SUBJECT | ISIS Brides/ Netball Australia | 21 October 2022
RAY HADLEY: The Shadow Minister of Immigration and Citizenship is on the line. G’day, Dan.
DAN TEHAN: Hi Ray, how are you?
HADLEY: Well, I’m getting an ulcer trying to find out where these people are. No one will tell us first of all; we had Paul Toole saying he didn't know, Then the Premier saying they did not, but they couldn’t tell us. But I can tell you one thing; they won't be in the Wentworth electorate; they won't be Zali Stegall’s electorate. They'll be somewhere west of the Gladesville Bridge, probably somewhere west of Parramatta. I can assure you of that.
DAN TEHAN: The secrecy with which this has been handled, Ray, has been deplorable. The Australian people need answers from the Albanese Labor government, and they're not getting it. And we know, obviously, where there's secrecy, where there's a lack of transparency, the government isn't being upfront. And nowhere are they answering the questions that need to be answered with regards to these returnees of these ISIS brides.
HADLEY: It’s not good for them just simply saying when they returned, ‘oh, we're very sorry'. Australians. were murdered. Australians lost their lives at the hands of these murderous bastards. Now they're all, well, not all of them, some of them are saying, ‘oh, we didn't want to go, our husbands made us’, but some of them went there willingly. They were part of the terror cell and supported their husbands to an extent. Now no blame can be attributed to children either who went there or have been born there since; who is the father? We’d be buggered if we know. But surely to goodness it doesn't pass the pub test to simply come back and say, ‘oh, we're sorry’, everything's hunky dory.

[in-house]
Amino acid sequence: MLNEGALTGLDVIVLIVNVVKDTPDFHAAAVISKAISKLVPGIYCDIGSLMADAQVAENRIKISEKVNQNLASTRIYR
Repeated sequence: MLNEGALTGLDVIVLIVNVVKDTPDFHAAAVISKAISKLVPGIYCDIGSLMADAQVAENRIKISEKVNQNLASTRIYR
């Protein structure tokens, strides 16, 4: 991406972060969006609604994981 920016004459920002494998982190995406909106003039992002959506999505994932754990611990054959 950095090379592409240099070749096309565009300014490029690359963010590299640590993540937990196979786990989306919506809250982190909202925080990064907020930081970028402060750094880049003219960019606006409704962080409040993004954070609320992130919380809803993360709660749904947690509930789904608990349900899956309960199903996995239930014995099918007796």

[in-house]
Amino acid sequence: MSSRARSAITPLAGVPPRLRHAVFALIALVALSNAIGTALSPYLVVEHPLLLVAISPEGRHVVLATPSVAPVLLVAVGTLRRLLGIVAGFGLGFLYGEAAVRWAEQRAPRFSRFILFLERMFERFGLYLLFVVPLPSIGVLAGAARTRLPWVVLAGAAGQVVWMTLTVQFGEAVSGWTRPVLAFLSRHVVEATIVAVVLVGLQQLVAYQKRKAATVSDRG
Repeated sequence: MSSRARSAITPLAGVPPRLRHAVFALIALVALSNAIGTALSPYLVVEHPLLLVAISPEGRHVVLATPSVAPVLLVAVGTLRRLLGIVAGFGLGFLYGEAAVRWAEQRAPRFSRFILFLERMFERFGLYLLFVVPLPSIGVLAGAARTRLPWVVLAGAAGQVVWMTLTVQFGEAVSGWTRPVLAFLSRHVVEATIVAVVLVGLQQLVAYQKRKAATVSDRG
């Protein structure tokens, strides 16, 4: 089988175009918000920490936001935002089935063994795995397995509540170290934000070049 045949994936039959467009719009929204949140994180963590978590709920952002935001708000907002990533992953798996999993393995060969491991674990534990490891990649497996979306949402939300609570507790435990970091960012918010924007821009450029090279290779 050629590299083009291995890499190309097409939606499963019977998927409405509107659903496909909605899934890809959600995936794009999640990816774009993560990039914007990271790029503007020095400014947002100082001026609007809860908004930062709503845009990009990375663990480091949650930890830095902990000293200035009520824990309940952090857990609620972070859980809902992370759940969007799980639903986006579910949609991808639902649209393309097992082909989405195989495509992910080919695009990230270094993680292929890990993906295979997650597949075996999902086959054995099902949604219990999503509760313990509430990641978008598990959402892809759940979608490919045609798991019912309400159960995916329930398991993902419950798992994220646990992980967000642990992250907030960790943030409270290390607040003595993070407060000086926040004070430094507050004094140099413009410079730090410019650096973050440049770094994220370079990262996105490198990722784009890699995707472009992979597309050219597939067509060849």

TEHAN: No, it doesn’t, and there's real concerns because further ISIS brides, prior to the scheduled to return, one of them lost their citizenship, so they've obviously done some very bad things to lose their citizenship. So, we need answers around that. We've put major pieces of national security legislation through the parliament to stop people going, so if they’ve been to declared areas, they've broken the law. So, are they going to be arrested and charged for breaking Australian law now that they've returned? We're hearing nothing about any of this. And the poor people who fled Syria to get away from the deplorable actions of ISIS are now confronted with potential members of ISIS back in the community. There are a lot of answers that we need in this situation.
HADLEY: You imagine the people you're talking about are residents of round Southwestern Sydney, Fairfield if you like, areas around there, Fairfield, Cabramatta, Liverpool, and it would be most unfortunate if they put them out there. Well, as I said, they won't be at Vaucluse, they won’t be at Point Piper, they won't be at, you know, Warringah, but they may well be in the area where these people are.